Yes, and that’s a valid comment about the plant growing in cracks. And, I’ve often seen like little – usually it’s dandelion flowers, or something like that coming up through the cracks, and I always admire the tenacity of nature. And, how plants always find a way to survive, and thrive, in the most hostile environments.

That’s exactly right! Hostile, and also how um plants, and I particularly noticed down here, because we live on the edge of a small forest, which is on our land. Adjourns onto other forest. And, we have big gardens here, of course. And, which my wife Raewyn, tends. And, if we just leave things to go, as they should. It doesn’t take long before the trees from the forest area are dropped into the garden, which we are then maintaining and cultivating. And little seedlings like Rewa Rewa, and Manuka, are popping up all over. So it doesn’t take long for nature to prevail.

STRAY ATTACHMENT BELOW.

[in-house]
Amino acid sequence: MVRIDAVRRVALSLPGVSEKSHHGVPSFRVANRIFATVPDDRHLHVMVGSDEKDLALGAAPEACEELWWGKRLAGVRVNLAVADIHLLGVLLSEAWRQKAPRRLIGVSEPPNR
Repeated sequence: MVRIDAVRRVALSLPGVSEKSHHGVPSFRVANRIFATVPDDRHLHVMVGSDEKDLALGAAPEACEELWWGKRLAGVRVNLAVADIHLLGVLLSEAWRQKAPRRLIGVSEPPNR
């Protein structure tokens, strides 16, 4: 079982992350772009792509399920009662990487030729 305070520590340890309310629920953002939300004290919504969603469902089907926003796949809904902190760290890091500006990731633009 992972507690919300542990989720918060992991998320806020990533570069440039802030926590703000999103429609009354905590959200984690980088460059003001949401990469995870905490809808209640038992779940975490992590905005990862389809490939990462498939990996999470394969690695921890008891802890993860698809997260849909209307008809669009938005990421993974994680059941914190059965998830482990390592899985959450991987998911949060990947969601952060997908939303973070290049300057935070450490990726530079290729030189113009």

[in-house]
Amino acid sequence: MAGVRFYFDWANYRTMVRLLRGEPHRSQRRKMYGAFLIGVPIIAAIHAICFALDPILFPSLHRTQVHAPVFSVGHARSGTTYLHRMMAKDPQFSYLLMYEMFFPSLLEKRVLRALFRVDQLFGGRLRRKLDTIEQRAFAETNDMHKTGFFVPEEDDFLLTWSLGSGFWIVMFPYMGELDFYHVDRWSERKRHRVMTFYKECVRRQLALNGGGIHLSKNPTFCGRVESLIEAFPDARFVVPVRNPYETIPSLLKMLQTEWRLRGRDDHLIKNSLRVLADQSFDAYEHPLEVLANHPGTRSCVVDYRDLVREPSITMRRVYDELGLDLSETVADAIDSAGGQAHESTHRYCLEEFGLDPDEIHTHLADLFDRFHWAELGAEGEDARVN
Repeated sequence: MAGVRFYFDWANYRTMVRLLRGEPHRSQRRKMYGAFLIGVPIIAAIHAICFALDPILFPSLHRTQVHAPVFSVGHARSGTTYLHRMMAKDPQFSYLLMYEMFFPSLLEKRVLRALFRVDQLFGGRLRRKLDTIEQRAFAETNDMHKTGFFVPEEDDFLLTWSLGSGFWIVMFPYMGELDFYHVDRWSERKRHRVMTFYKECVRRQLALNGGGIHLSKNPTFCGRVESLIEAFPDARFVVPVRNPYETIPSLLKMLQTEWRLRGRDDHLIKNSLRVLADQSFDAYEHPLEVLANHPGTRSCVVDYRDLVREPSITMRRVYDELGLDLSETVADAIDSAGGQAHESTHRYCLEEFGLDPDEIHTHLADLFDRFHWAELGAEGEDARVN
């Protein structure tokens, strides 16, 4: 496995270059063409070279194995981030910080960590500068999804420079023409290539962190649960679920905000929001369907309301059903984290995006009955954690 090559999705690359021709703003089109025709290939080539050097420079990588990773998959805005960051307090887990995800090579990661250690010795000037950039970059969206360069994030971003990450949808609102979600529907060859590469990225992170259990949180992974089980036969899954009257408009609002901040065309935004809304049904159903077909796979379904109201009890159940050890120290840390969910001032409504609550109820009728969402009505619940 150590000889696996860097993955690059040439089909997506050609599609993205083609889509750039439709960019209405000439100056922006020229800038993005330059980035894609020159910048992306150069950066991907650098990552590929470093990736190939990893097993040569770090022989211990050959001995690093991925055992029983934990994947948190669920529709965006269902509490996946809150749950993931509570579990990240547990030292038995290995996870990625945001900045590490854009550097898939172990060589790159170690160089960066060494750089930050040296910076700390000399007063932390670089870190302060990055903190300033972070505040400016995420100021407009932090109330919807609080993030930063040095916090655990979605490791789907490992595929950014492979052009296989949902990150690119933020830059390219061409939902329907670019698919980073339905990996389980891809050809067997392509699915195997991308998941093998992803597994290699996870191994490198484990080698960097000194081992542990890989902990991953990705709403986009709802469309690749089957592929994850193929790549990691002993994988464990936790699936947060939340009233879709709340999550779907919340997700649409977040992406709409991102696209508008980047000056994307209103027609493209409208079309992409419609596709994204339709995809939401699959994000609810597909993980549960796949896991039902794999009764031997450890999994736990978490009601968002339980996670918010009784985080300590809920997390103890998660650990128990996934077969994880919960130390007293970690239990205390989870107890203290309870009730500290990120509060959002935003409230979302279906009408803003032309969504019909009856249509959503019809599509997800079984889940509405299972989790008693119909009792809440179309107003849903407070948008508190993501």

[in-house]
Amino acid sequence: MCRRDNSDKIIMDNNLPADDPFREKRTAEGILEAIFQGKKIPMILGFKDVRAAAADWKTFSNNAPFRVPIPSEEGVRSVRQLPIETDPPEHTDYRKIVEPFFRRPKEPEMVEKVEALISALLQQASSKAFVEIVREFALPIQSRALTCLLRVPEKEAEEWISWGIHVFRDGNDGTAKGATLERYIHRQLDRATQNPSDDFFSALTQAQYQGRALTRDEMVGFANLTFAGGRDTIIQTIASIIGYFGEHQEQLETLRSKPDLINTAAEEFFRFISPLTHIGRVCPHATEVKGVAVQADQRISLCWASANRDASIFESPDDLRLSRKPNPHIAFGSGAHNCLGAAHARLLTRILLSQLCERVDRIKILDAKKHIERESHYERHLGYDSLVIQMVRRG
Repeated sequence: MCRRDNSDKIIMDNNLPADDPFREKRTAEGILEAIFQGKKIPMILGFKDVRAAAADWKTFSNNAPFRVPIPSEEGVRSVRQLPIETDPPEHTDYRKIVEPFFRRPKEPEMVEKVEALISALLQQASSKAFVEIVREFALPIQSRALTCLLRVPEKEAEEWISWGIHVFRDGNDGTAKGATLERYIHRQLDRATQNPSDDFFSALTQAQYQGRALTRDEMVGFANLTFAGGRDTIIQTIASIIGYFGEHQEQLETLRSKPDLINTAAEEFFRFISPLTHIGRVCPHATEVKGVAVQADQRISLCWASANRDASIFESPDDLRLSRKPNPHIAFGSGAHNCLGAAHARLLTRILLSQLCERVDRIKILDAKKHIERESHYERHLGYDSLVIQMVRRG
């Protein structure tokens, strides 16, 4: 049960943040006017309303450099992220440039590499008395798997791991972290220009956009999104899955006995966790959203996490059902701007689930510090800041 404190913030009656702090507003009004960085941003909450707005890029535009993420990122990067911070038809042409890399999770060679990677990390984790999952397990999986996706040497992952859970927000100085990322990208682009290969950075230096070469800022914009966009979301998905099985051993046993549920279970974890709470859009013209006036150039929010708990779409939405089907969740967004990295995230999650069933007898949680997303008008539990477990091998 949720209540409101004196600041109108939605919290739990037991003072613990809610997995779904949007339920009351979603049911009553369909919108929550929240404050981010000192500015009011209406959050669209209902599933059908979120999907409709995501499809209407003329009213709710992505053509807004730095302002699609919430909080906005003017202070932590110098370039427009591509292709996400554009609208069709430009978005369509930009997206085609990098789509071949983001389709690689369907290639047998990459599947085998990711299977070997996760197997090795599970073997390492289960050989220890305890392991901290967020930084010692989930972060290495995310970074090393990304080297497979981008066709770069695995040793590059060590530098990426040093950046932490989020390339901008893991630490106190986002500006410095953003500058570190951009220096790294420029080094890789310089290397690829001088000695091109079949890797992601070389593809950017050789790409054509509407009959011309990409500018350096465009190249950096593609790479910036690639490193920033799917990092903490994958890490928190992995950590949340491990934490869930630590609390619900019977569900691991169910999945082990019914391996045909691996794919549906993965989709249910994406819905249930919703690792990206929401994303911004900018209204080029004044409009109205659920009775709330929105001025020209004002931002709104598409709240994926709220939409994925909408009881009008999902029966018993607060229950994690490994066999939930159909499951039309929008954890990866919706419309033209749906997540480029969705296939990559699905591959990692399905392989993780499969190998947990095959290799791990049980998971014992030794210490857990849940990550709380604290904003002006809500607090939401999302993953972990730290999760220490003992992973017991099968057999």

And, I remember when we first came to this land, over twenty years ago. There had been a slippage down the track, on the way to the river. And, it was a very bare area of clay, and things like this. Which went right down to the river. I thought, what on earth are we going to do with this? And, it was a lot of gorse growing there. I thought wow. This could be the time for an experiment. ‘Cause, I had read prior to coming to this land, that if you wanted to reforest in native trees, and you had gorse, to use the gorse to act as a nursery. And then, this will allow native trees, or whatever you plant in there, to come back. Particularly the natives, ‘cause, it’s their natural habitat. And, so I just left the gorse there. I trimmed it on the track, but I just left it there to go, right down this cutting. And, there it grew tall, and beautiful yellow blossoms.  And. now when I go back down there, after twenty years, I’ve got one or two bits of straggly gorse left! The native forest has come back in such a big way. Manuka, Kanuka, Rewa Rewa, young Rimu trees, and all of this.